Dissertations, Theses, and Capstone Projects

Date of Degree


Document Type


Degree Name



Political Science


Susan Buck-Morss

Committee Members

Benedetto Fontana

Gary Wilder

Subject Categories

Political Science | Political Theory


Podemos, Spain, Populism, Political Strategy, Left-wing politics, Contemporary political theory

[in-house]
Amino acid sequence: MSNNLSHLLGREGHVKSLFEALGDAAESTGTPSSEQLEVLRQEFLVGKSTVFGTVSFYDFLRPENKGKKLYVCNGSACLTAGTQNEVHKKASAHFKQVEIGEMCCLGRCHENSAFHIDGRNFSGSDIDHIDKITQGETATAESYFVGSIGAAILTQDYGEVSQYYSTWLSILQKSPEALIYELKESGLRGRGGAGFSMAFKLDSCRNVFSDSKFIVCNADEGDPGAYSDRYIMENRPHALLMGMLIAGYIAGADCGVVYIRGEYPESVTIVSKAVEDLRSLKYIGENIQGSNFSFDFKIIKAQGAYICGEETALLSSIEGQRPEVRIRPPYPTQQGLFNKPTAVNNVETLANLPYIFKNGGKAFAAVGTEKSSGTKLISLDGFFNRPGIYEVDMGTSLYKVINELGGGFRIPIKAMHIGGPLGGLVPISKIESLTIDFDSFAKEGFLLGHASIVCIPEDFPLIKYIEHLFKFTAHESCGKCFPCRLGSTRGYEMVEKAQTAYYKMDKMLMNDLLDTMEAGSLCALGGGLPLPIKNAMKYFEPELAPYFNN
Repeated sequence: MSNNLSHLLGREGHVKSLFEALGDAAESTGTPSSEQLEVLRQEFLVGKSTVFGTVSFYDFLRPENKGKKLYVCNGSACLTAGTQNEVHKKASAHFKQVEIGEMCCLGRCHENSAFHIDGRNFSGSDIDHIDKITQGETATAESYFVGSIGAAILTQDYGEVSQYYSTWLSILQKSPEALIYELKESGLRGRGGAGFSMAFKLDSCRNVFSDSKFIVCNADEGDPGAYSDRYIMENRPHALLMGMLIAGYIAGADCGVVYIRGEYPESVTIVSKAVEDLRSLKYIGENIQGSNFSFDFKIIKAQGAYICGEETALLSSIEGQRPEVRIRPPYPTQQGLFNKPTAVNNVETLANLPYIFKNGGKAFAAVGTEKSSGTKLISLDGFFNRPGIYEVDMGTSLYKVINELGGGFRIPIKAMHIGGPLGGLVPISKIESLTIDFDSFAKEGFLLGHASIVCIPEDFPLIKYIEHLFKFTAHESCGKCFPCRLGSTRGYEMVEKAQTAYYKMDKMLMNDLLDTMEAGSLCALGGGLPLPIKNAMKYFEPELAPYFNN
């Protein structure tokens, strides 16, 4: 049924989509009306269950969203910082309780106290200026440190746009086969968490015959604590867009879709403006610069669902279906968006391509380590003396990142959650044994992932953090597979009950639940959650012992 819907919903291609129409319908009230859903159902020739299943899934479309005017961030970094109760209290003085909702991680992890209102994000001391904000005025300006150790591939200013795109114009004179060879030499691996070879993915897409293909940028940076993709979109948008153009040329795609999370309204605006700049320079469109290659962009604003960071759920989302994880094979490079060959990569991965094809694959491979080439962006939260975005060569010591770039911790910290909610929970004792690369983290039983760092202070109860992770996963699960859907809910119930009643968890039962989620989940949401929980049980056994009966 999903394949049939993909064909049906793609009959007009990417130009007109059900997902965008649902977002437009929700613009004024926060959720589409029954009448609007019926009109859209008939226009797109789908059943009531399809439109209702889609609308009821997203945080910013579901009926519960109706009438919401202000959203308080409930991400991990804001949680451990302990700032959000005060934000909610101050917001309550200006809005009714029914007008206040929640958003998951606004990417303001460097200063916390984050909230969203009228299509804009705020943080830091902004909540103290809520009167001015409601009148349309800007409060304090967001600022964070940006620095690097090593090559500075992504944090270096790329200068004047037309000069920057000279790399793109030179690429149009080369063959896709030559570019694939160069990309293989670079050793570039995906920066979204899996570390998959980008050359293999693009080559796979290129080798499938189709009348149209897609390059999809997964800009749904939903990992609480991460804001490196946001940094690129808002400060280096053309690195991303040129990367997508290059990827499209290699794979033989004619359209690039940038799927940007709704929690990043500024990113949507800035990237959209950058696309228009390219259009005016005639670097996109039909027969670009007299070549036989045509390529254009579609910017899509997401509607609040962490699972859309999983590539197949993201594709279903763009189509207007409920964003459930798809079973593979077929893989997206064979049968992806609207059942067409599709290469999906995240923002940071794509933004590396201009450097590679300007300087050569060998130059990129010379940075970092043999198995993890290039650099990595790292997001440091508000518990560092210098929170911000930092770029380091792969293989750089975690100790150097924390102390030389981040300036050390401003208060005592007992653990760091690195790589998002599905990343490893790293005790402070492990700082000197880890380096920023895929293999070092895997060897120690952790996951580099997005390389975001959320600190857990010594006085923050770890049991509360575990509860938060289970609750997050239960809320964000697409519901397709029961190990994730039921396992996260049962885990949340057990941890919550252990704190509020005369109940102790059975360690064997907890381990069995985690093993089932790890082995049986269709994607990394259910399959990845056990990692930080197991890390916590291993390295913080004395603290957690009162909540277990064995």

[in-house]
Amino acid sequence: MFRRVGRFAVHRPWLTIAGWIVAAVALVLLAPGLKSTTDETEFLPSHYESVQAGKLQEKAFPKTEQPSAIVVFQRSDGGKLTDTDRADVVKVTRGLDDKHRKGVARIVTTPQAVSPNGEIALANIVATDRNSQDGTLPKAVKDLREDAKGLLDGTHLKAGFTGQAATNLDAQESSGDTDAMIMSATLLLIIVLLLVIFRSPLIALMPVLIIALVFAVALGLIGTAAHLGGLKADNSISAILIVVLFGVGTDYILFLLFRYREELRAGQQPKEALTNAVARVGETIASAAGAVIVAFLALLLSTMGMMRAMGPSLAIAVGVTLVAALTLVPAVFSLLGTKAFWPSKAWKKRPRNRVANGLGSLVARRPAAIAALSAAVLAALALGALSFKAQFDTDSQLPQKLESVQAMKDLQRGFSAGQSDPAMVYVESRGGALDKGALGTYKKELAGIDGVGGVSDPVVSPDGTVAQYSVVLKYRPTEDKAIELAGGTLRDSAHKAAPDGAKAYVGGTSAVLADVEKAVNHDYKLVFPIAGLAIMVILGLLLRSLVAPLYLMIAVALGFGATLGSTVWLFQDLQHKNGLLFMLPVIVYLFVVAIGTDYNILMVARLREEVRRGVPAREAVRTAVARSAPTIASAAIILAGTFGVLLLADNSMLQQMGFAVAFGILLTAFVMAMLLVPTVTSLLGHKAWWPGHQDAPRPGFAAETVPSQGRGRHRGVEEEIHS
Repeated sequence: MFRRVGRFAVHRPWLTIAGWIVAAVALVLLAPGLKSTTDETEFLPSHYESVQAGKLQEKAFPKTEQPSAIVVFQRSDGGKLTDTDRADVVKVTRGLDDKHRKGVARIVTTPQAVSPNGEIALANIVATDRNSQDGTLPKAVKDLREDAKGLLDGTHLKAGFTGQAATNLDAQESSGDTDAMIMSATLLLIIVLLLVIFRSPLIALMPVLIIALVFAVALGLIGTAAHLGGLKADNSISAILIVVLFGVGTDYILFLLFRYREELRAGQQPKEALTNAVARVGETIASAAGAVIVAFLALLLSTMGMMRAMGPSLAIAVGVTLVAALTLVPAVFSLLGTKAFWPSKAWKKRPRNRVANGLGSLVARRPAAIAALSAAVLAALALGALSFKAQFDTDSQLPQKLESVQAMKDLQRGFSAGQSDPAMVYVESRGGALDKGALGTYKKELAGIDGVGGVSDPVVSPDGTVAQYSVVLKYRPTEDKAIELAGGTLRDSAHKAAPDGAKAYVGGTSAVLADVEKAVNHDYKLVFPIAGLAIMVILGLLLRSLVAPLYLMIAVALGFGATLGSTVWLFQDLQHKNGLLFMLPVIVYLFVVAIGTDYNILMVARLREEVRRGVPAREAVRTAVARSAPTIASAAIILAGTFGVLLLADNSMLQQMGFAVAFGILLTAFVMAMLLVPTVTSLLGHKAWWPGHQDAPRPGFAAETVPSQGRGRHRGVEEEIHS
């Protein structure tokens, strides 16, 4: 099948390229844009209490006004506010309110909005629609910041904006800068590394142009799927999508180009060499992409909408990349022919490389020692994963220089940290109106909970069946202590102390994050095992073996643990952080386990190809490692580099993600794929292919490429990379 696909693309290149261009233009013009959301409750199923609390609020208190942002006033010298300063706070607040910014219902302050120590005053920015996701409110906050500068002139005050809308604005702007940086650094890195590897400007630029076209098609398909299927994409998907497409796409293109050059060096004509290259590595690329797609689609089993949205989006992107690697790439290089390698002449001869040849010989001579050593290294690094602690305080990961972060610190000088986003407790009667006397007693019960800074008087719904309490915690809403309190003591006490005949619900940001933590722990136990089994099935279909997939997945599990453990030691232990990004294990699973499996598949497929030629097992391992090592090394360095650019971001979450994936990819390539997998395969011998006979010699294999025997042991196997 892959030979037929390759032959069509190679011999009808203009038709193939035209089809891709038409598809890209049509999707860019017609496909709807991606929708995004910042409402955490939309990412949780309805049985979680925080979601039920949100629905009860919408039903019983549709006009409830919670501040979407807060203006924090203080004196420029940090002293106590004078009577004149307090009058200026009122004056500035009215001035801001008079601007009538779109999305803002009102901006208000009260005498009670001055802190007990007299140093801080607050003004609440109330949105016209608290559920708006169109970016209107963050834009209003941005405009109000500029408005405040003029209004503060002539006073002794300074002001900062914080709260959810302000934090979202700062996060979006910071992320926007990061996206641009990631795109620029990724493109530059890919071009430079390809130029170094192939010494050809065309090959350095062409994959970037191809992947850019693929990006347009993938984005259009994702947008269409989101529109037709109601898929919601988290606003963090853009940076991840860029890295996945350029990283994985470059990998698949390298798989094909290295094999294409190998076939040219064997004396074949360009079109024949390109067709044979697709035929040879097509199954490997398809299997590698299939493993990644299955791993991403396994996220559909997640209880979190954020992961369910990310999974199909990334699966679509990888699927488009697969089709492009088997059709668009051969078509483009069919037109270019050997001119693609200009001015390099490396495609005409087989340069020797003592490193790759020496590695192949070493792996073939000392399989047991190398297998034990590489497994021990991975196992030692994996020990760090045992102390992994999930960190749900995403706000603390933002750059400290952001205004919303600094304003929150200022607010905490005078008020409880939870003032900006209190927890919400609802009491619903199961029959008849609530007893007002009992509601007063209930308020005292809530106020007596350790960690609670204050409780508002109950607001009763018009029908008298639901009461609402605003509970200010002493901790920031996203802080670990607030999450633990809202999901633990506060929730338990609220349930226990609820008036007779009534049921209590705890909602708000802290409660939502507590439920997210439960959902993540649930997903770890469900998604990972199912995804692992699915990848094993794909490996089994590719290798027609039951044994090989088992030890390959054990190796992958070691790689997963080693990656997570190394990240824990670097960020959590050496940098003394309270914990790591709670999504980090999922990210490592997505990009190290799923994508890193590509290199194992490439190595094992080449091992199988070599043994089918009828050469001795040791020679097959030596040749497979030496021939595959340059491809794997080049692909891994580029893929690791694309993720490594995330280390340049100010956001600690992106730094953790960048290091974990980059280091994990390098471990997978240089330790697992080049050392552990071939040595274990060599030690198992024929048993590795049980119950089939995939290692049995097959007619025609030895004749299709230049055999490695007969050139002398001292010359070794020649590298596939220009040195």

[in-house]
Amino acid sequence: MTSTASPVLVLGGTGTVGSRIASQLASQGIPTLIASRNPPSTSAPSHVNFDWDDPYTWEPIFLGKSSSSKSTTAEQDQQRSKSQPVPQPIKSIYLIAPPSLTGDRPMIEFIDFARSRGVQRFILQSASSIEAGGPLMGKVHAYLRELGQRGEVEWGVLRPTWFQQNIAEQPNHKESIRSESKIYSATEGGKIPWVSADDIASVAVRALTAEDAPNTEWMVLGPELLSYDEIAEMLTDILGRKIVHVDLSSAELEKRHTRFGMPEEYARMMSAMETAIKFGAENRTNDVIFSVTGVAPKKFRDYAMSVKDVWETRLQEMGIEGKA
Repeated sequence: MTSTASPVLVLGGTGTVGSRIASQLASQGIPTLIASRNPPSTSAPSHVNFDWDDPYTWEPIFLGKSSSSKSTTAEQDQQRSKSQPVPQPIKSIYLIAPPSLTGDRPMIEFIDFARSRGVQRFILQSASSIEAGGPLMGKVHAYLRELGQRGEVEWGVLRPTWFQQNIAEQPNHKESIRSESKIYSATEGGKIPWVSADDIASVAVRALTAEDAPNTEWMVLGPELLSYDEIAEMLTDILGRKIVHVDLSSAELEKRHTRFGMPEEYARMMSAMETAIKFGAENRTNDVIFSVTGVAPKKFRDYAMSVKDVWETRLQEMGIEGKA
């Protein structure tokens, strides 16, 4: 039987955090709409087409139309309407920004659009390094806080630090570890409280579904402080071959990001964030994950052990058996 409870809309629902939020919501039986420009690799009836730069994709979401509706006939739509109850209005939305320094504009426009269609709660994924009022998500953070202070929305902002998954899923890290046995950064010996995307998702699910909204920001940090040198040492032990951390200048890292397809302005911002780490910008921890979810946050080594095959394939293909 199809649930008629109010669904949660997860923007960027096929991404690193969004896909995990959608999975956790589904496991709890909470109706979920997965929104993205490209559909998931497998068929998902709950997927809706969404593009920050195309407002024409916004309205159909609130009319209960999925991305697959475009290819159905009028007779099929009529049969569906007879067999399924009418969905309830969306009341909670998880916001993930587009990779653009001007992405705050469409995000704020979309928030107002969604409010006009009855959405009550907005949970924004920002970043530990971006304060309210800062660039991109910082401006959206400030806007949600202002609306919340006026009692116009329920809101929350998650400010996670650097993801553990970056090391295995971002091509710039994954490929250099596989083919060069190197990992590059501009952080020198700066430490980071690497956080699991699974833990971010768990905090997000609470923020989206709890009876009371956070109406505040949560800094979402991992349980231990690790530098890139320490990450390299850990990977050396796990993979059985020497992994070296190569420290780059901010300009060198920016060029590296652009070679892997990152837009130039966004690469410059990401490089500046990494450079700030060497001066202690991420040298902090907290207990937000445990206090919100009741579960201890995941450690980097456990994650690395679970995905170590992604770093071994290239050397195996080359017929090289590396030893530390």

In recent times, emergent political movements have sought to construct a project of political renewal based upon the search for such a new language, renaming and rewording both the political world and their own traditions. One such is the Spanish political party Podemos, whose sudden rise and success has already made it a referent for contemporary radical politics. This group has articulated a political strategy based upon what I call a politico-linguistic conjecture: the idea that an effective political strategy is dependent on finding the right words for the moment, on an appropriate fit between conjuncture and discourse. The production of a new vocabulary, style, and grammar of politics is therefore proposed as the condition for effective political action: only by doing so can the confusions of the social world be translated into a precise political tactic. Yet, if it is possible to both require such a new language, without which one could not change the world, while at the same time already being engaged in the process of doing so without the appropriate words, is there not a crisis in the conceptual framework used for understanding what is required of language in political strategy? In response, I read the thought of those behind and around Podemos as a textual repository of a specific, situated practice of analysis, and reading of events. A practice that, moreover, displays a close connection to the conjuncturally imposed problems and tasks. In that sense, I also consult a number of contemporaneous discussions of its theoretical import, evaluations of its strategy and theory that conform a creative milieu of political thought that spans reflections situated in Spain, but also in Latin America. Thus, in analyzing Podemos I seek materials for a wider theoretical discussion about political strategy. After an introduction that sets the problem by looking at the problem of political aphasia, reviewing the development of the concept of conjuncture, and reviewing the literature on the emergence of Podemos, Chapter Two discusses the relation between Podemos as political party and the social movements that defined the context in which it emerged. I do so by looking at the arguments presented for the necessity of the translation of an inarticulate social into the language of the political. Chapters Three and Four consider subsequently the analyses of Podemos’ two most prominent thinkers: Pablo Iglesias and Íñigo Errejón. The former is discussed with reference to his media leadership and the program Otra Vuelta de Tuerka as a labor of memory. The latter through a reading of his works analyzing the conjuncture into which Podemos would insert itself originally. These chapters reveal the contours of an adaptation of theories of populism and hegemony, appropriating them for action in a specific context. Chapters Five and Six represent an extended argument regarding attempts at synthesizing populism and republicanism. What emerges from this discussion is in part an awareness that the political import of Podemos as a contemporary political project exceeds what can be contained in the terms of populism. Chapter Five concludes by identifying the possibility that recent attempts at combining republican and populist concerns evince an attitude towards social conflict, that sees it as the unavoidable horizon of political action, rather than as a means for progress in the sense of an overcoming of the present conditions of oppression. Chapter Six develops an answer to this problem by looking at the theory of Claude Lefort, specifically his study of social conflict and division in Machiavelli. I respond to Lefort through a reading of Machiavelli that stresses his character as teacher and his approach to political conjunctures. In doing so, I consider not only Machiavelli’s well-known praise for social conflict, but also his ideas about the possibility of transforming language and of the necessity of re-founding. Finally, I provide a political conclusion with indications for the articulation of a political theory that does not see the need for linguistic articulation as a limit.